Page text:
The Farmer and the Lottery

By James Schaefer.

  The farmer wins the lottery and is being interviewed by a news reporter.  “What are you planning to do, now that you’ve got all this money?”  Replies the farmer,”Well, I guess I’ll just keep farming ’til the money’s gone.”

Today farmers enjoy so much taxpayer support that it’s fair to say we’re all farming ’til our money’s gone. The federal debt ceiling has been raised and raised again, and now Congress is being asked to raise it yet once more (Geithner Makes New Plea)—this time to $14.29 trillion.

It wasn’t that long ago — 1968 — that America had a budget deficit of $12 billion (billion with a B) and a cumulative federal debt of $368.7 billion.  This was sufficient to motivate Lyndon Johnson to bring the Social Security Trust Fund “on budget” to help cover the shortfall.

This was in the midst of the Vietnam War, and at the beginning of the Great Society.  They called it “guns and butter”;  the war eventually ended, but the Great Society became Greater and Greater;  at a cost of nearly $14 trillion in the past 4 decades.  The mindset of “It’s okay to live above your means” and “charge it, please” has permeated households, the halls of Congress, State Houses, and municipal governments alike.

Last week Senate Joint Resolution 10 (S.J. Res. 10), to amend the Constitution to add a Balanced Budget Amendment, was submitted by Senator Orrin Hatch and co-sponsored by 47 Senators—most of whom also co-sponsored S.J. Res. 3, 4, and 5, which are still alive and in committee.

The constitutional amendment proposed by each of these bills would require a balanced budget, and also limit the federal government’s role in the economy.  S.J. Res. 3 and 4 limit federal spending to 20% of GDP, which happens to be the most we have ever collected in taxes—including the years in the 50s, 60s, and 70s when the top income tax rate was 70% and 91%.  If you find those tax rates hard to believe, click on Facts and Figures (in the blue bar above) for a link to White House Budget Office statistics.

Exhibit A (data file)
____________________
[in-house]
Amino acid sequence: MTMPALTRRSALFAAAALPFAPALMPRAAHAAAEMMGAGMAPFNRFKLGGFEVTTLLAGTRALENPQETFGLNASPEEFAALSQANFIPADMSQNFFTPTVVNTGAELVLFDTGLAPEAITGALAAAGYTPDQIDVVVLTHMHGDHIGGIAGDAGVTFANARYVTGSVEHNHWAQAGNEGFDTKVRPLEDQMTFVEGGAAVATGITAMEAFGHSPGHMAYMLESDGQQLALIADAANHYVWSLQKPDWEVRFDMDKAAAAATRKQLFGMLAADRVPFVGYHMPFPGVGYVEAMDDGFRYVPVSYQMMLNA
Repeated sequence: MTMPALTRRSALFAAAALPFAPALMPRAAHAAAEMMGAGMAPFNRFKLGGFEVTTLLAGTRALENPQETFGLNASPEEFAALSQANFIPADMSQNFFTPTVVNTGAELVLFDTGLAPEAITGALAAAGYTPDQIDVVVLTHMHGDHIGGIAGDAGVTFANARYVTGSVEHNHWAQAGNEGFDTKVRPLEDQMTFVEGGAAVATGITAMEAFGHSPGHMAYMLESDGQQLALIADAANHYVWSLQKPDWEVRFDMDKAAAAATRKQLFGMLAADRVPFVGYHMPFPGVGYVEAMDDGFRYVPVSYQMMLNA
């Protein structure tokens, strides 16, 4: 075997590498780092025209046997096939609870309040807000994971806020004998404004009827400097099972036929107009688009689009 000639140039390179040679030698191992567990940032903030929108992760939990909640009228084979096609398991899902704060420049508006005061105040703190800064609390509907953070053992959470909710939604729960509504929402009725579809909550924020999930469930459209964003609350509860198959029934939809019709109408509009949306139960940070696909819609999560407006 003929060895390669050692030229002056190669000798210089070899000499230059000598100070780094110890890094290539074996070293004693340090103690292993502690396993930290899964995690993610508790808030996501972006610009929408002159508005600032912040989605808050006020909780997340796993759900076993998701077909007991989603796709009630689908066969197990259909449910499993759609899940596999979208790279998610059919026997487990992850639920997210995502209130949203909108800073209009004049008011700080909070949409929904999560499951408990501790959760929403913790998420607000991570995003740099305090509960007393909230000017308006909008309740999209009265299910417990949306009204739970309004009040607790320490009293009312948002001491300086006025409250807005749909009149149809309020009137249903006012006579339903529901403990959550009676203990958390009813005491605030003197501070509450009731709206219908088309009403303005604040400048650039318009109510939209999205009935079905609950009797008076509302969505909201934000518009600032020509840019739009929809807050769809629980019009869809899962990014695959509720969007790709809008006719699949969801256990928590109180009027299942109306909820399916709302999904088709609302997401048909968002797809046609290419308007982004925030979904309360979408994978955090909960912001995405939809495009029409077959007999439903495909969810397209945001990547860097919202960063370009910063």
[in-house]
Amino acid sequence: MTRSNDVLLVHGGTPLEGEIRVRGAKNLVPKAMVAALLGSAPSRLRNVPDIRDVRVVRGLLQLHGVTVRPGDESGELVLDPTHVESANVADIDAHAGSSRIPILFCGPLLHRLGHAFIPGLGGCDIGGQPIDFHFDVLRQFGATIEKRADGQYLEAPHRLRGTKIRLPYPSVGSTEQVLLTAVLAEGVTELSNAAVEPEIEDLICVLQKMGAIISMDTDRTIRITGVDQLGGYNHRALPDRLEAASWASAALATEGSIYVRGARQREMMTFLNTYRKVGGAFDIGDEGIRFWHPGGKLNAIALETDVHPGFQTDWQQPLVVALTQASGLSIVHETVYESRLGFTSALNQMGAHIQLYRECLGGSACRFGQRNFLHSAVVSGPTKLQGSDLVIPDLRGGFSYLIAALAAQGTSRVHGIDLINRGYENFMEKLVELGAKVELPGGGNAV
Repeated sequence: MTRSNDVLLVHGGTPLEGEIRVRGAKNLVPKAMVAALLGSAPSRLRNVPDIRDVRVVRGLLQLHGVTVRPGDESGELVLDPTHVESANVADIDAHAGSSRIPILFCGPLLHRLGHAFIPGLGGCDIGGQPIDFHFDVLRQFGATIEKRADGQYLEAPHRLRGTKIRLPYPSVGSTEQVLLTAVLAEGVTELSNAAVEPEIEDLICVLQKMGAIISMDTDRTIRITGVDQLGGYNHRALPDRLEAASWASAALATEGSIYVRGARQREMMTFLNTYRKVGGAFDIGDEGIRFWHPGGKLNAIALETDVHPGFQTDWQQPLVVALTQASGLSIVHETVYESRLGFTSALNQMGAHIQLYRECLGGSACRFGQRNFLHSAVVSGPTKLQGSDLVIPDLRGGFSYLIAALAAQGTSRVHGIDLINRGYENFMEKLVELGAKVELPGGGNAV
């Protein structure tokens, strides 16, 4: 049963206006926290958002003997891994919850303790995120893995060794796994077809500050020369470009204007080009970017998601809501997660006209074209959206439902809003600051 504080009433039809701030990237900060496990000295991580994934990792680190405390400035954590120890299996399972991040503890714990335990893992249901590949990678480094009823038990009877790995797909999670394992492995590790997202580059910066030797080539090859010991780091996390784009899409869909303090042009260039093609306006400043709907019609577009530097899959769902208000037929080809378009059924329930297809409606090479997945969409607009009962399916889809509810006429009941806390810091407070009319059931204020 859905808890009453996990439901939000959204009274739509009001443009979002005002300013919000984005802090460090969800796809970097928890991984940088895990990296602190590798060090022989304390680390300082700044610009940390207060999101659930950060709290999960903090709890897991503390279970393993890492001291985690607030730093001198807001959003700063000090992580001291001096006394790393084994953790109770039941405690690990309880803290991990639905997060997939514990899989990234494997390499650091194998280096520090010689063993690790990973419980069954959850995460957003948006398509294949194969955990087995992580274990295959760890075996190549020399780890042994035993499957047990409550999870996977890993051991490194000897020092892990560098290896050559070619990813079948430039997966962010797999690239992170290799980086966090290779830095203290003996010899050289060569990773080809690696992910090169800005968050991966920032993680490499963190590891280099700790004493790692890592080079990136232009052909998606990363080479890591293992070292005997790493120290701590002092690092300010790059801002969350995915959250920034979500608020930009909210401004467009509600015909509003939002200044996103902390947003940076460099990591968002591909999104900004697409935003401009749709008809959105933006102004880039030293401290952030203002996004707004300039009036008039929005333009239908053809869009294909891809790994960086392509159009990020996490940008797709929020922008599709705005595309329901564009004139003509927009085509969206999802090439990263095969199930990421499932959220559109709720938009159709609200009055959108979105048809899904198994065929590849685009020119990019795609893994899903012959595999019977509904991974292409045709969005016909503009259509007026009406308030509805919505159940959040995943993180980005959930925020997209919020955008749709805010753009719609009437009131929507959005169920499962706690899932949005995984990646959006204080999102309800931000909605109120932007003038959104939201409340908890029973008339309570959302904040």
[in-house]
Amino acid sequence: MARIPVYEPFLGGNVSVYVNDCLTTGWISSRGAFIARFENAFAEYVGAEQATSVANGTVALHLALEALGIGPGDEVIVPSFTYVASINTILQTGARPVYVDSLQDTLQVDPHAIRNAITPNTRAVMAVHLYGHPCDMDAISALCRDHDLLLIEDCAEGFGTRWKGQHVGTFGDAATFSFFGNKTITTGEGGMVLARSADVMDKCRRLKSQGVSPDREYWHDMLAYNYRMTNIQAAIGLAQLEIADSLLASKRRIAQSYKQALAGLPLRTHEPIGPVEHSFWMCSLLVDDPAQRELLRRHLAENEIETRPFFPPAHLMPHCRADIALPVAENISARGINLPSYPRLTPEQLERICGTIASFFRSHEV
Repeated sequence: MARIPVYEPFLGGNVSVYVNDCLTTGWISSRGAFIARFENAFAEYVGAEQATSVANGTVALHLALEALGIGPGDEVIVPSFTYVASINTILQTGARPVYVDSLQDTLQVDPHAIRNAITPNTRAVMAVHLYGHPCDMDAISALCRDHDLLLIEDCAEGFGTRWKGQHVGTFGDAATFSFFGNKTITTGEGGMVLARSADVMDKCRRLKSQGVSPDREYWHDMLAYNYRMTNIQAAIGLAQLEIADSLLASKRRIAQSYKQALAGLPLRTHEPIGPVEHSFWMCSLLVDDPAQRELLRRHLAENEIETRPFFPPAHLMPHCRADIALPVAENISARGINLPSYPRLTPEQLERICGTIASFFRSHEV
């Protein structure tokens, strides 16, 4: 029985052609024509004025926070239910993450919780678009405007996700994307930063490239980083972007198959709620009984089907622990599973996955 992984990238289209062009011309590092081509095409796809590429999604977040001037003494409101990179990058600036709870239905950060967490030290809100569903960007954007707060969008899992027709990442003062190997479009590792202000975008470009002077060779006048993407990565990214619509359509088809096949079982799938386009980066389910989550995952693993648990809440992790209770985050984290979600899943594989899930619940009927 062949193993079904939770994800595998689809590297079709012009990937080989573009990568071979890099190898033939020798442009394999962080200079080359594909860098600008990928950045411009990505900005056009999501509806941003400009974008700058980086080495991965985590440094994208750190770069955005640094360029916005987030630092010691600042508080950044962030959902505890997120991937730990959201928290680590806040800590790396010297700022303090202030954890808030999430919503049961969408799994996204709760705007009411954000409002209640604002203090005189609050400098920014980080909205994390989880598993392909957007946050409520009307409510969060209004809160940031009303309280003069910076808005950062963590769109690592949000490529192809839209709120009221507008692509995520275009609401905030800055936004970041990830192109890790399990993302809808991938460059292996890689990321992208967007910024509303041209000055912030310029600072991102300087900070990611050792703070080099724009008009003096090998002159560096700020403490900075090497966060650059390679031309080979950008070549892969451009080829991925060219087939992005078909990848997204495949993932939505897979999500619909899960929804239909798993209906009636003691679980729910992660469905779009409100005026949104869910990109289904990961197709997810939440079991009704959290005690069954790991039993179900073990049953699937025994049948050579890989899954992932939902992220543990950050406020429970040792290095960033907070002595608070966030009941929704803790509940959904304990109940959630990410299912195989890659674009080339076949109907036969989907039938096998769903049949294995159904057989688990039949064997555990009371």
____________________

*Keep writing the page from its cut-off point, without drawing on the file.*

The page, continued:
S.J. Res. 5 and 10 propose to limit federal spending to 18% of GDP, which is the average of our tax collections over the decades.  S.J. Res. 10 unites the various Republican factions—it’s co-signed by all 47 Republican senators—but did not garner the support of Senator Mark Udall, Democrat of Colorado.  He is a co-signer of S.J. Res. 4, with a 20% limit on spending, and we can only hope that other Democrats are lining up with him.

Washington is full of bold proposals for cutting spending (and reforming the big entitlements that are racing toward bankruptcy), but these Senate resolutions are the only game in town for those who are interested in fiscal responsibility that impacts the long term and has a chance of succeeding.  And it’s being debated right now.  Please call your Senator today.  Just click your state on the map for the phone numbers for both of your Senators and your congressman: 

Recently, a friend asked, “What will happen if everyone follows your advice and stops spending as much?  Won’t that tank the economy?”  My response: “Well, look where profligate spending has gotten us: the biggest recession in four generations.”  

We as a nation need to decide: who do we want to be?

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